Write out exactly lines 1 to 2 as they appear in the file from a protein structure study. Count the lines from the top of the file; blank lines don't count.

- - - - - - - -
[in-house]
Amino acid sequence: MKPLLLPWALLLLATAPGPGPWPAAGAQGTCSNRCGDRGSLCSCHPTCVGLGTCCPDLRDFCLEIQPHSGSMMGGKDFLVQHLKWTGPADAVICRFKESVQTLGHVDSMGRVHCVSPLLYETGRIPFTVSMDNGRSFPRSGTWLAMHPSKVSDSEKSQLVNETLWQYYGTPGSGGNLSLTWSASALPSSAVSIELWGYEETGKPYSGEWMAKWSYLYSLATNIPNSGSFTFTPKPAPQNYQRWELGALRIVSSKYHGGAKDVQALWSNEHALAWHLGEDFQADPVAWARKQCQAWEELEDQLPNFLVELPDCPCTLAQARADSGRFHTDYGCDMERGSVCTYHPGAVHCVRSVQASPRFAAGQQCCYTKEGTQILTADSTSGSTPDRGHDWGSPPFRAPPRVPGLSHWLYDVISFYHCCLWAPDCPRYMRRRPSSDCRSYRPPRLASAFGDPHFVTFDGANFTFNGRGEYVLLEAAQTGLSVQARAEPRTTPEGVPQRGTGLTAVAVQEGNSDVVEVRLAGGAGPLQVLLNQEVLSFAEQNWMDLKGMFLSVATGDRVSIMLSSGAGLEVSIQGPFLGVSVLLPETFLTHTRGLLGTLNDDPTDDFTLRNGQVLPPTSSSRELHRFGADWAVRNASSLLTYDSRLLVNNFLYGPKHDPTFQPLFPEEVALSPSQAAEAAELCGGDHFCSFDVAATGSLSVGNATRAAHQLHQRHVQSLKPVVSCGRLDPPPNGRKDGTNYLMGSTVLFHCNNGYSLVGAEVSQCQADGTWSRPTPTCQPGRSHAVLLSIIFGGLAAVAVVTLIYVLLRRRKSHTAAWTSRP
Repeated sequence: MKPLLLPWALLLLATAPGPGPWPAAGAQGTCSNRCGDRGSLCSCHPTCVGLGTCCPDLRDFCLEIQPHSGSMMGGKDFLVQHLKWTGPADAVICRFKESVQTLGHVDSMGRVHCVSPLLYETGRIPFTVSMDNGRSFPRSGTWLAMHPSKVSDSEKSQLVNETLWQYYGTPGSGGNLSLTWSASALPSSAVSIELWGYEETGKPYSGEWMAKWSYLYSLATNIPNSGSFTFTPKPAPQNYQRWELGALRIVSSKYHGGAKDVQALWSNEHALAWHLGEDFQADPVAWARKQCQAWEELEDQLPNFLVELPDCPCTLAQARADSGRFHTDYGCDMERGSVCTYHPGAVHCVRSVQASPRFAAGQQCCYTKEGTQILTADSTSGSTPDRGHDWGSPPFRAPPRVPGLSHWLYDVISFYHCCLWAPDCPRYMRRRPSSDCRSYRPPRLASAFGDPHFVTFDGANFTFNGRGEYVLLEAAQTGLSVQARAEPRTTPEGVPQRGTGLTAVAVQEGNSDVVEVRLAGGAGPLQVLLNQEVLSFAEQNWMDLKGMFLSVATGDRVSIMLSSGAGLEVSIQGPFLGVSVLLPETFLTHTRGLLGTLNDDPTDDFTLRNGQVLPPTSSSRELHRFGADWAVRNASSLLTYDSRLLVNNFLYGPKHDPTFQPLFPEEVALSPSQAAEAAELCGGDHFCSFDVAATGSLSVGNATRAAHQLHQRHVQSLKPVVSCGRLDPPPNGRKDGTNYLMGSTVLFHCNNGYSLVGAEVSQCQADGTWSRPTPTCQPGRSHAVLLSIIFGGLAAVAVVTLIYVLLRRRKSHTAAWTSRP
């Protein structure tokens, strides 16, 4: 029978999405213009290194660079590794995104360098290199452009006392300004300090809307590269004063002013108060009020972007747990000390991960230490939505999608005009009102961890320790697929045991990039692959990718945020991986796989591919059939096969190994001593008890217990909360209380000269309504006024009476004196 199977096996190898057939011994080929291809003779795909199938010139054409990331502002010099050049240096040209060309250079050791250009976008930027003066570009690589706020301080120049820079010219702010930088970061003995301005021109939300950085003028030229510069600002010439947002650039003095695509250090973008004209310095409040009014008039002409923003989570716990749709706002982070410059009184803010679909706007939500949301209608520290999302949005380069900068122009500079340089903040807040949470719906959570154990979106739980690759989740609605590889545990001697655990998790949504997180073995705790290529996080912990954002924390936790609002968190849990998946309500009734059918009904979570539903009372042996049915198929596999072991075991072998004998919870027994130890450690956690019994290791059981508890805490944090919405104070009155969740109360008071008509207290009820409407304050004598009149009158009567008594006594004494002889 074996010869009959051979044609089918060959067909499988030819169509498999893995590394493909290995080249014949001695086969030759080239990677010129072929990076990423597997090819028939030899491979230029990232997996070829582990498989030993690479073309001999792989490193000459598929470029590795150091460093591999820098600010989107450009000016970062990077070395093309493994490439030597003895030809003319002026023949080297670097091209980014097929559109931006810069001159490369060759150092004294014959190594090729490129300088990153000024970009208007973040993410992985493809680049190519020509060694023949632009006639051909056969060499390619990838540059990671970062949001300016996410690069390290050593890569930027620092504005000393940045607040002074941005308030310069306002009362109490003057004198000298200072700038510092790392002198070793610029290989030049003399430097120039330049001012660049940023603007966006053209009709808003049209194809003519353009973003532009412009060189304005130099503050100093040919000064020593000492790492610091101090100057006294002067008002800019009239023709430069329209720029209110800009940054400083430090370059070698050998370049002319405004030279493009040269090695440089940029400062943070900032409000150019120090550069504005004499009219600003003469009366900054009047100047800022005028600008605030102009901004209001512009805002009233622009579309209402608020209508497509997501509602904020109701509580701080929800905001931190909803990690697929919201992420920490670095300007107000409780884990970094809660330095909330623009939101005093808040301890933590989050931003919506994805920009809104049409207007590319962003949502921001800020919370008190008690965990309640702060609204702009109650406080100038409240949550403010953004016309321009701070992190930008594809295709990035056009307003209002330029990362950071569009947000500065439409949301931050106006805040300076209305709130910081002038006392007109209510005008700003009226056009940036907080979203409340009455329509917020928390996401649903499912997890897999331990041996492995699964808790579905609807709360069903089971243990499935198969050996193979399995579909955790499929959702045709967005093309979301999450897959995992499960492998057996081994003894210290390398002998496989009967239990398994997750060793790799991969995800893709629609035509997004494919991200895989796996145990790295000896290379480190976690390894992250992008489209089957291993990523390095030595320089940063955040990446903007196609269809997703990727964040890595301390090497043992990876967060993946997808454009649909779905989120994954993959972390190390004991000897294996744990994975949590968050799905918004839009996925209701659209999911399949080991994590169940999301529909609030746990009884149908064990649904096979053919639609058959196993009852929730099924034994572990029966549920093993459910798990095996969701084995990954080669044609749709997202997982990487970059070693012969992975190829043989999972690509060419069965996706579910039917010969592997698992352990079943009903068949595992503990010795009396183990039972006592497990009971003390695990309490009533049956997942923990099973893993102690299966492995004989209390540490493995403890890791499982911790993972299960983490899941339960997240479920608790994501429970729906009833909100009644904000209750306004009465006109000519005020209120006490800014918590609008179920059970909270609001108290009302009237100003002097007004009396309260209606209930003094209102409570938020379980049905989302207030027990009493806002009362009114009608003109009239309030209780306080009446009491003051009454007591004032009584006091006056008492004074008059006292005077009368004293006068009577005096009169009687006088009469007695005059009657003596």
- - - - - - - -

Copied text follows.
[in-house]
Amino acid sequence: MKPLLLPWALLLLATAPGPGPWPAAGAQGTCSNRCGDRGSLCSCHPTCVGLGTCCPDLRDFCLEIQPHSGSMMGGKDFLVQHLKWTGPADAVICRFKESVQTLGHVDSMGRVHCVSPLLYETGRIPFTVSMDNGRSFPRSGTWLAMHPSKVSDSEKSQLVNETLWQYYGTPGSGGNLSLTWSASALPSSAVSIELWGYEETGKPYSGEWMAKWSYLYSLATNIPNSGSFTFTPKPAPQNYQRWELGALRIVSSKYHGGAKDVQALWSNEHALAWHLGEDFQADPVAWARKQCQAWEELEDQLPNFLVELPDCPCTLAQARADSGRFHTDYGCDMERGSVCTYHPGAVHCVRSVQASPRFAAGQQCCYTKEGTQILTADSTSGSTPDRGHDWGSPPFRAPPRVPGLSHWLYDVISFYHCCLWAPDCPRYMRRRPSSDCRSYRPPRLASAFGDPHFVTFDGANFTFNGRGEYVLLEAAQTGLSVQARAEPRTTPEGVPQRGTGLTAVAVQEGNSDVVEVRLAGGAGPLQVLLNQEVLSFAEQNWMDLKGMFLSVATGDRVSIMLSSGAGLEVSIQGPFLGVSVLLPETFLTHTRGLLGTLNDDPTDDFTLRNGQVLPPTSSSRELHRFGADWAVRNASSLLTYDSRLLVNNFLYGPKHDPTFQPLFPEEVALSPSQAAEAAELCGGDHFCSFDVAATGSLSVGNATRAAHQLHQRHVQSLKPVVSCGRLDPPPNGRKDGTNYLMGSTVLFHCNNGYSLVGAEVSQCQADGTWSRPTPTCQPGRSHAVLLSIIFGGLAAVAVVTLIYVLLRRRKSHTAAWTSRP